vacuum cleaner bags afterwards. Use flea-killing room foggers
according to your veterinarian’s instructions to make sure
all newly born fleas are destroyed. Also, consult a
professional exterminator if the problem gets out of hand.
- Ticks and Lice
– Fortunately, ticks and lice are a rarer problem than
fleas. However, you should periodically examine your cat for
these parasites, especially if you live in a hot or wooded region where
hidden tick may resemble a scar or other bump. Remove a tick
by grasping it with a tweezers close to the skin and pulling upward
slowly and firmly. Avoid twisting and breaking the
tick’s head off. Leaving it in your cat could cause
skin irritation and infection. After the tick is removed
apply antiseptic to the skin.
can be controlled through most flea sprays and powders. Be
sure to use only those which are safe for cats and approved by your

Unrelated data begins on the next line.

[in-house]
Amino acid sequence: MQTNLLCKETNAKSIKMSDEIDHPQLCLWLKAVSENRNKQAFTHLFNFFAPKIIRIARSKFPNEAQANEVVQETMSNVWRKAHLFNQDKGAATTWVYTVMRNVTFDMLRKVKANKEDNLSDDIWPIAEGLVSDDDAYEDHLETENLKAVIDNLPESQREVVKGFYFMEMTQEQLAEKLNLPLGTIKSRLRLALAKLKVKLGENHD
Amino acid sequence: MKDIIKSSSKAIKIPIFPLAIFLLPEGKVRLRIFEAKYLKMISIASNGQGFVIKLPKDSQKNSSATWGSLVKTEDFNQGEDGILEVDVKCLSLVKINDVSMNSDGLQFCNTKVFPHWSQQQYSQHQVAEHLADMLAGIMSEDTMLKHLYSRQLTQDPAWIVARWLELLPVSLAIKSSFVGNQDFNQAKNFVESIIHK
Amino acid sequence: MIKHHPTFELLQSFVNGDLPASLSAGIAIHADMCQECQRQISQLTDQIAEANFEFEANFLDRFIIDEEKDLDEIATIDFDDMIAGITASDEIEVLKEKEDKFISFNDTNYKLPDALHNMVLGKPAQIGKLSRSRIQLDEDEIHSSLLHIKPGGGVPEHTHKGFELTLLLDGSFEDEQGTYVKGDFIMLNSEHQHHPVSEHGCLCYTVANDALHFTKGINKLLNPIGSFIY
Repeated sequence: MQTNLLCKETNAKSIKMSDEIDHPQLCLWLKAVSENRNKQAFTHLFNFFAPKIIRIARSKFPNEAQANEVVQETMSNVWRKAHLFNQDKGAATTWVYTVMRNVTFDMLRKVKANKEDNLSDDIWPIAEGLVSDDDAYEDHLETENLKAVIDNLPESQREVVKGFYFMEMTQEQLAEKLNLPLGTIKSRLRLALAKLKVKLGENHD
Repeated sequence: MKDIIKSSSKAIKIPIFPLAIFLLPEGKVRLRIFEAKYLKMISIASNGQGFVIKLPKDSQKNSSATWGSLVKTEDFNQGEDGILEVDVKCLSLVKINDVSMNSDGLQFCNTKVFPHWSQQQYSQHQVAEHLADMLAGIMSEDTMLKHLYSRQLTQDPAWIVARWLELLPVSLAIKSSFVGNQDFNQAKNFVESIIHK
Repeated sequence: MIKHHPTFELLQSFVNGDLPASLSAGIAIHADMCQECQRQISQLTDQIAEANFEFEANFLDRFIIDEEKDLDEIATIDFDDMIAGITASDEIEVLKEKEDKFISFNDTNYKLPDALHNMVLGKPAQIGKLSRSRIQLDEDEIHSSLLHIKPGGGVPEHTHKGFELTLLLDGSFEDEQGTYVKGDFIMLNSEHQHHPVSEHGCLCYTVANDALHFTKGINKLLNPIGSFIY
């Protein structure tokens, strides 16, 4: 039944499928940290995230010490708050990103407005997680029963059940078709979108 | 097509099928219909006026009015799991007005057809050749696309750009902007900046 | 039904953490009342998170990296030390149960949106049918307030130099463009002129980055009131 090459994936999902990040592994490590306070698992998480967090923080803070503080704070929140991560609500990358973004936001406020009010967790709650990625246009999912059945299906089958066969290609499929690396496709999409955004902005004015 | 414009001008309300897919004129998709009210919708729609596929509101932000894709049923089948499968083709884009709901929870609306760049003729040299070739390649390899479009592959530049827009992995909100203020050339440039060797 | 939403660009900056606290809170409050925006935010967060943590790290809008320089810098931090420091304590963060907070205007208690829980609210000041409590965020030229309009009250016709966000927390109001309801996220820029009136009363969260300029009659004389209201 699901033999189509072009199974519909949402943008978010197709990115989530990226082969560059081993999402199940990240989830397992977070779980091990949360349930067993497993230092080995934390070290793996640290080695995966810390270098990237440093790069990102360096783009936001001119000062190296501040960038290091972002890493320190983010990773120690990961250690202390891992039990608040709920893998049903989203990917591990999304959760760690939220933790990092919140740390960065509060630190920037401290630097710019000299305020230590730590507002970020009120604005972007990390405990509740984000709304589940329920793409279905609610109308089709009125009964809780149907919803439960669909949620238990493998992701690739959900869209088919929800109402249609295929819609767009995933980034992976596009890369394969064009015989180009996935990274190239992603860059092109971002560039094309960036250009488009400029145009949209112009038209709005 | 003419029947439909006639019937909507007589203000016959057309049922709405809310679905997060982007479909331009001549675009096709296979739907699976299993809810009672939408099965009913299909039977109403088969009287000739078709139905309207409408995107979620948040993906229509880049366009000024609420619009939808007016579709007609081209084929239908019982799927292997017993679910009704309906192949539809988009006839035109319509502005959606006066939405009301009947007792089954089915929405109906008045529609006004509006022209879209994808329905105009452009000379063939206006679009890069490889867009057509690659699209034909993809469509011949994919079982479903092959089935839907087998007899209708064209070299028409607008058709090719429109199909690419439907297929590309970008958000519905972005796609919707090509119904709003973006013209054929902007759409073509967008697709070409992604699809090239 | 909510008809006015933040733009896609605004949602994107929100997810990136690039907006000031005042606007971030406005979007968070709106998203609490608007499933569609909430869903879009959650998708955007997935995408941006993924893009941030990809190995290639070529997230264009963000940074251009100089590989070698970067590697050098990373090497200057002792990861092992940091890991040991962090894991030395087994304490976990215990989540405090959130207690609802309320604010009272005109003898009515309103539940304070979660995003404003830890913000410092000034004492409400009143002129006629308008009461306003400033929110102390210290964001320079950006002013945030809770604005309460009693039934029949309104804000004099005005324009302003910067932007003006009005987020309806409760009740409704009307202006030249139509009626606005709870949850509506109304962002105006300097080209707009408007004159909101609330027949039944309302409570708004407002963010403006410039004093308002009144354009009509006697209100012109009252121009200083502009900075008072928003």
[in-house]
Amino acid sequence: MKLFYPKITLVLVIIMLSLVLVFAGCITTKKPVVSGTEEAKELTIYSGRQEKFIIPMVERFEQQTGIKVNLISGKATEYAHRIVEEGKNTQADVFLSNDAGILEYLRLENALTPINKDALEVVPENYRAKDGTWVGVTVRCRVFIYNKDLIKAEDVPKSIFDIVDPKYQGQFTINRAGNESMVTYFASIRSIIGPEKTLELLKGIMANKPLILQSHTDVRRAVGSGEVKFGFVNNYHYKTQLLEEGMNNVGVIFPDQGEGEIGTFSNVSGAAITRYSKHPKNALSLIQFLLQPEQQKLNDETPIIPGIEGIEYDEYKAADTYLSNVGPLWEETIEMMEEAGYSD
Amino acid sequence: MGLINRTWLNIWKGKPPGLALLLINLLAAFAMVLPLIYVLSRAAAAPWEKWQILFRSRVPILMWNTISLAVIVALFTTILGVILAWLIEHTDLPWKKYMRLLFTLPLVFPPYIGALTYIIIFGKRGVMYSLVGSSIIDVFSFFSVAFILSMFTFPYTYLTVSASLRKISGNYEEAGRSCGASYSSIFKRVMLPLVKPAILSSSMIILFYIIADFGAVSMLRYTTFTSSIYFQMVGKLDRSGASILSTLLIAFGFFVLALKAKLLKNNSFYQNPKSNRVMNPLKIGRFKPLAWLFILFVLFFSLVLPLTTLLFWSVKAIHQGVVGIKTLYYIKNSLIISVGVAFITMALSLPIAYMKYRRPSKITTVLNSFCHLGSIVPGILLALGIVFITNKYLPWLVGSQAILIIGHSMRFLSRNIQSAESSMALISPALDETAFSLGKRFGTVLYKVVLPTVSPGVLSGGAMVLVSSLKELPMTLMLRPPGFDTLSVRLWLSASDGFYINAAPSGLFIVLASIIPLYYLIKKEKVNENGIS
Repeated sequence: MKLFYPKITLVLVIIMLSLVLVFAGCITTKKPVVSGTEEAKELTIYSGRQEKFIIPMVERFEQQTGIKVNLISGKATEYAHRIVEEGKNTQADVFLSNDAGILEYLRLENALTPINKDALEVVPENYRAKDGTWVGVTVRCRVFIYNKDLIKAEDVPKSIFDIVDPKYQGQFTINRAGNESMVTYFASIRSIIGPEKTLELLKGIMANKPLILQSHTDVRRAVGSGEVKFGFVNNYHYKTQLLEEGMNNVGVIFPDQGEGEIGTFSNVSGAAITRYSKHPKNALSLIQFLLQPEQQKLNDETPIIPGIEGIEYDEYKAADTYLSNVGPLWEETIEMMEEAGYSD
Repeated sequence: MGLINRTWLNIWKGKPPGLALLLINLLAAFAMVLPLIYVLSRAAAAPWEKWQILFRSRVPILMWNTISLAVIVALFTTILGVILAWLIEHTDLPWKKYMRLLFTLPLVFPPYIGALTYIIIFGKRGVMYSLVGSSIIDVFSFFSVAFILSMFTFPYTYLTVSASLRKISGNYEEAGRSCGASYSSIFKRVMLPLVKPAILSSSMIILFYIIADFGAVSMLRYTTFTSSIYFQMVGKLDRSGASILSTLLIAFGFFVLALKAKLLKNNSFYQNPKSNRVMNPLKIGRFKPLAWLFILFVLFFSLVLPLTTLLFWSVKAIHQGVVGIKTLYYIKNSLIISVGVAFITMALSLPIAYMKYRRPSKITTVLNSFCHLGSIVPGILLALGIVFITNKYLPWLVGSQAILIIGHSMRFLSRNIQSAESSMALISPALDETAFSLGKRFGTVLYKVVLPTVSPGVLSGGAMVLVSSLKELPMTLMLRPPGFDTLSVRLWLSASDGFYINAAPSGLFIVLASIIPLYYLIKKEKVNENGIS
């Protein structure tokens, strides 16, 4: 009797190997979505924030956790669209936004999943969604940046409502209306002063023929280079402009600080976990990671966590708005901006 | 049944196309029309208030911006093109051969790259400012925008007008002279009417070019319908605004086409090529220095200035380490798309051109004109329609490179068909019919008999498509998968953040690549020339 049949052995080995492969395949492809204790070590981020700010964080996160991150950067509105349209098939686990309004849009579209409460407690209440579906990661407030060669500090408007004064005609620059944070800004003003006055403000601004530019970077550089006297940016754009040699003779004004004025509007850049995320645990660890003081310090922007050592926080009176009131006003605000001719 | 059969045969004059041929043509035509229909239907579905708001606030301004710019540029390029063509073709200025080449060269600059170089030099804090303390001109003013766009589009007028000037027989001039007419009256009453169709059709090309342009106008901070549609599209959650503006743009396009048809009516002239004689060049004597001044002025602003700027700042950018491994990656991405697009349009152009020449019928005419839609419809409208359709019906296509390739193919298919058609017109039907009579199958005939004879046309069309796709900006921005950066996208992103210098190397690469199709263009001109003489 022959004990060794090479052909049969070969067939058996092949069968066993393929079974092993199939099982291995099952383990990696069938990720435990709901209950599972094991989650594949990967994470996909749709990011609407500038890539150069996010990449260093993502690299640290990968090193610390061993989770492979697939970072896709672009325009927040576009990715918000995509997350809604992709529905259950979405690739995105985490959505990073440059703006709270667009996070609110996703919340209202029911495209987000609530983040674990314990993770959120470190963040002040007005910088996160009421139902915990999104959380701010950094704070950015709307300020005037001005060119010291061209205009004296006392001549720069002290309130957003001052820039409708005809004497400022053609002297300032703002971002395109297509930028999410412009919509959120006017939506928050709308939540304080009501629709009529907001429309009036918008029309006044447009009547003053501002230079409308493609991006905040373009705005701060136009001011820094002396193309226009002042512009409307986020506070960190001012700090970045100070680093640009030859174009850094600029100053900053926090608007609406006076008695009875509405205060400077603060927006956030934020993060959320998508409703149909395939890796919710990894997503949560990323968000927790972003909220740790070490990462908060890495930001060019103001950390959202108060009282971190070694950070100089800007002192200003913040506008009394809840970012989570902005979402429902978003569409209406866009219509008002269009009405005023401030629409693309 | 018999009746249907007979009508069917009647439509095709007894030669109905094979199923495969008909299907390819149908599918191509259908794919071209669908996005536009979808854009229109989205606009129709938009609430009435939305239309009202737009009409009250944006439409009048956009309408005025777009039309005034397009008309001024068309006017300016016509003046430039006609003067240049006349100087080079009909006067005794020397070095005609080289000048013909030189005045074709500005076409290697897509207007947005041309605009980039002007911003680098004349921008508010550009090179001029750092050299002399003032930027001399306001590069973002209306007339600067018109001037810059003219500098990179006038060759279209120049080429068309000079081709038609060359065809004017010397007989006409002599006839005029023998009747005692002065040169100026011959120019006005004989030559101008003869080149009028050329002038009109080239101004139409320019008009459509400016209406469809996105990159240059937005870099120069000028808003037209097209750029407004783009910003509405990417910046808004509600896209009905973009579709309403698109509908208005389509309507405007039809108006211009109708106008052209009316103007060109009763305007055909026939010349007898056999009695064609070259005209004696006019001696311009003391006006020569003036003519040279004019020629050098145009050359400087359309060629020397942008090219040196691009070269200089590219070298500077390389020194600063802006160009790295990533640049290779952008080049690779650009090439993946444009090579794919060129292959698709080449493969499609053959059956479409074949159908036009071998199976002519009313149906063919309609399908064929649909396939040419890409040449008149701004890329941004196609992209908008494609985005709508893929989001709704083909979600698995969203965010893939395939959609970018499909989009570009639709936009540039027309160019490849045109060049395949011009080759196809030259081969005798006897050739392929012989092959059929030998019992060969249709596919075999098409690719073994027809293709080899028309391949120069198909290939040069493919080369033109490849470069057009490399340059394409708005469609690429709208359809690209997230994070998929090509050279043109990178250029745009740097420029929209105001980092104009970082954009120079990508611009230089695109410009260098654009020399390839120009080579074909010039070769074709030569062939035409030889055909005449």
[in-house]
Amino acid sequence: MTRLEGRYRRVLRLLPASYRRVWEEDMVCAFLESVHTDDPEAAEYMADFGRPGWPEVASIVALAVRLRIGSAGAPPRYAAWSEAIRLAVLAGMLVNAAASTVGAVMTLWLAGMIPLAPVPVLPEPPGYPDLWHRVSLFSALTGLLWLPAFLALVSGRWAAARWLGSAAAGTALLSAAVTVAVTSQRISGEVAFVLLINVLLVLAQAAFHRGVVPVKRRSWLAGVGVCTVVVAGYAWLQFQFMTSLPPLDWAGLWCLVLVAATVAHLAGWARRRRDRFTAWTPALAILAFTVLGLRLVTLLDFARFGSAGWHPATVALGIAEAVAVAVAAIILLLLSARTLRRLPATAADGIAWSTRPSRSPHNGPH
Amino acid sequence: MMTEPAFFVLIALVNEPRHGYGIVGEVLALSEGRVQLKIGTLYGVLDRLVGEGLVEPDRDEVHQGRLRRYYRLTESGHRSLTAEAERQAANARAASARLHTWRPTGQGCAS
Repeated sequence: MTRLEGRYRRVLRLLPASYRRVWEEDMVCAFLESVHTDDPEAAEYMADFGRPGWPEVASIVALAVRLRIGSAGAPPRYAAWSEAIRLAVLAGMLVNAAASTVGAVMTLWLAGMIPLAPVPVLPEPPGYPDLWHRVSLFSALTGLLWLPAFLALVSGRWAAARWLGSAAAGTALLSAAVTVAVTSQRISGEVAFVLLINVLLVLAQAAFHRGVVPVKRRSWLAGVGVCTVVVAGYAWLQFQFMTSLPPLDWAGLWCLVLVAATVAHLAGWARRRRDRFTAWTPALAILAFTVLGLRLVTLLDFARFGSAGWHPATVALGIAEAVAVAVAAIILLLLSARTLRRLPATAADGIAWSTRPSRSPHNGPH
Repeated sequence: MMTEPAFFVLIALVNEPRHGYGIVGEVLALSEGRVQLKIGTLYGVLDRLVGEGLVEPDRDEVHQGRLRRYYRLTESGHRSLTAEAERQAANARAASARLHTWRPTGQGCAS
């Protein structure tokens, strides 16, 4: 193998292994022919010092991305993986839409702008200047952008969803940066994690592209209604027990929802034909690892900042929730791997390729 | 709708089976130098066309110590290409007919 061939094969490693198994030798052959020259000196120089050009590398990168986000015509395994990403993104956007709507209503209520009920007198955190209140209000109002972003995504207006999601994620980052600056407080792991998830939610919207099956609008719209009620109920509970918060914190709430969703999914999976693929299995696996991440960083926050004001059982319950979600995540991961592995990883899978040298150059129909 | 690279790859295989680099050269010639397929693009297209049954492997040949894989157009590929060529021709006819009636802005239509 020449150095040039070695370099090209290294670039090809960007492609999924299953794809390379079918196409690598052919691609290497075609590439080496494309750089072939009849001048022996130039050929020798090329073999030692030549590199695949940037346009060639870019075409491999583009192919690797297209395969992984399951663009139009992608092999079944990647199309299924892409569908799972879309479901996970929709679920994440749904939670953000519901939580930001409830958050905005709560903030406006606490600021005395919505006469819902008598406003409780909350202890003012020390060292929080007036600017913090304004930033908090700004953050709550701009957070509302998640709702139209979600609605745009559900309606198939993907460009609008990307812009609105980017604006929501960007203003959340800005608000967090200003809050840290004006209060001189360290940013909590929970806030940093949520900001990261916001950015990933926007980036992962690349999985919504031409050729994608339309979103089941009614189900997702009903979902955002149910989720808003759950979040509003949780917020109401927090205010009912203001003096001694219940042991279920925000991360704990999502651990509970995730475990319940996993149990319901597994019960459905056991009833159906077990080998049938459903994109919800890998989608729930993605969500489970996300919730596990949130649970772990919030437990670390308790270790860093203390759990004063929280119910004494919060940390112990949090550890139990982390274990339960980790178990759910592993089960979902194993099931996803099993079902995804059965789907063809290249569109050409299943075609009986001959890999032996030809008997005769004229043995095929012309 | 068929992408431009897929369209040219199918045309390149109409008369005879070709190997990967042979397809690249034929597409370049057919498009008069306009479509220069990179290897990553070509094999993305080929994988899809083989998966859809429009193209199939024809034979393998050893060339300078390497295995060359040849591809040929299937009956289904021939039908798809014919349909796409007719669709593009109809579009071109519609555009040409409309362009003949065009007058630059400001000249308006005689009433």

- Ear Mites
– Cats are very susceptible to ear mites. Since
they can lead to secondary ear infections, it is important to check
their ears regularly. They usually acquire ear mites from
contact with other cats. If you have several cats and one
becomes infected consult your veterinarian about treatment or
prevention for the others. Signs of ear mites include
excessive ear scratching and shaking of the head. Ears might
show rough spots or have material resembling dried blood in
them. Other signs of ear mites include dark, foul smelling
ear wax. Your veterinarian can prescribe eardrops for
treatment and demonstrate how to keep your cat’s ears clean.
- Mange is caused by several kinds of mites. It can also be
transmitted to humans. As a preventative measure, make sure
your cat avoids unnecessary contact with other cats. Signs of
mange include loss of fur in patches, excessive bleeding, or
bald spots around the eyes, nose or ears. Your veterinarian
can use a special insecticidal dip to treat mange.
Virus( FeLV) -What is FeLV or Feline Leukemia
Virus? Find out the facts about this disease, what symptoms a cat
exhibits, treatment, and how to prevent it from affecting your cat
Diabetes- Find out the facts about this disease, what
a cat exhibits, treatment, and if your cat is at risk.